More Winners of the 51 Awards Are Announced
Best Story, Worst Story, Best Appearing Car and Crankiest Personality Are Revealed
You voted and over a two-week period, Speed51.com will reveal the winners in the 2008 51 Awards. These awards contain 36 categories related to short track racing during the 2007 season. Fans voted over a one-month period and their ballots were verified and tabulated. Watch Speed51.com daily to see more winners with the biggest honor, Short Track Racer of the Year, being announced on March 17th live on Race Talk Radio.
Best Story of the Year
Short track racing these days revolves around money. Let’s be honest, most rides go to someone writing a check and although a car owner might not put a total rookie into the driver’s seat, the days of earning a drive based just on talent are mostly over.
But not completely. When Corey Williams won his first, second and third PASS South races back-to-back, readers of Speed51.com noticed. So did NASCAR driver David Stremme, who happened to have a crate-engined Late Model sitting in his shop. Stremme called Williams and put him into the car to gain some experience during the ASA Late Model event at Orange County Speedway. It was his first start in the series.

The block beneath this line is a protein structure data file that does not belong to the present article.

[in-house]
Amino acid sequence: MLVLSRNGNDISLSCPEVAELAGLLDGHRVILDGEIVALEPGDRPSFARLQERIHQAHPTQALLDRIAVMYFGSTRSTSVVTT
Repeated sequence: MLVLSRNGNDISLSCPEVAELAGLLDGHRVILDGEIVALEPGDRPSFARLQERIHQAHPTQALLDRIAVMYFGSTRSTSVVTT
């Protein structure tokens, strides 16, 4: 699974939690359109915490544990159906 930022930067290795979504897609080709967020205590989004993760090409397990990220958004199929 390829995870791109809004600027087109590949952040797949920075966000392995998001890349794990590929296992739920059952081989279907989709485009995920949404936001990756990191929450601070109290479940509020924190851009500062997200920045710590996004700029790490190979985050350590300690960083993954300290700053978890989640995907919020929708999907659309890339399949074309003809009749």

And Williams won the race after leading every lap. It was a Hollywood ending to a Hollywood story, so fans voted it by a comfortable margin as the best story of the year.
Another heartwarming tale was number two on the list. That was Augie Grill going to victory lane in the Snowball Derby for the first time as a driver. Grill had helped build winning Derby cars before and served as a winning crew member, but 2007 was his first victory in the prestigious race as a wheelman. Making things even sweeter was the fact that his father, Frankie, was the winning crew chief.
A championship ranked third on our list. After decades of supporting Modified racing, Bob Garbarino and his wife Joan considered retiring their Mystic Missile team prior to the 2007 season. At the last minute, they put Donny Lia into the seat of their racecar and Lia delivered them their first NASCAR Whelen Modified Tour championship.
Fans voted the championship battle in PASS North between Mike Rowe and his son Ben as the fourth best story of the year. It turned out that Mike might have taught his son just a few too many tricks, as Ben won the title after it went down to the final laps of the season finale at White Mountain.
And fifth on the list was a nice tale of Five Star Race Car Bodies employee Brandon Hill winning his first ASA Midwest Tour event in front of a busload of fellow employees who came to watch him race at Madison.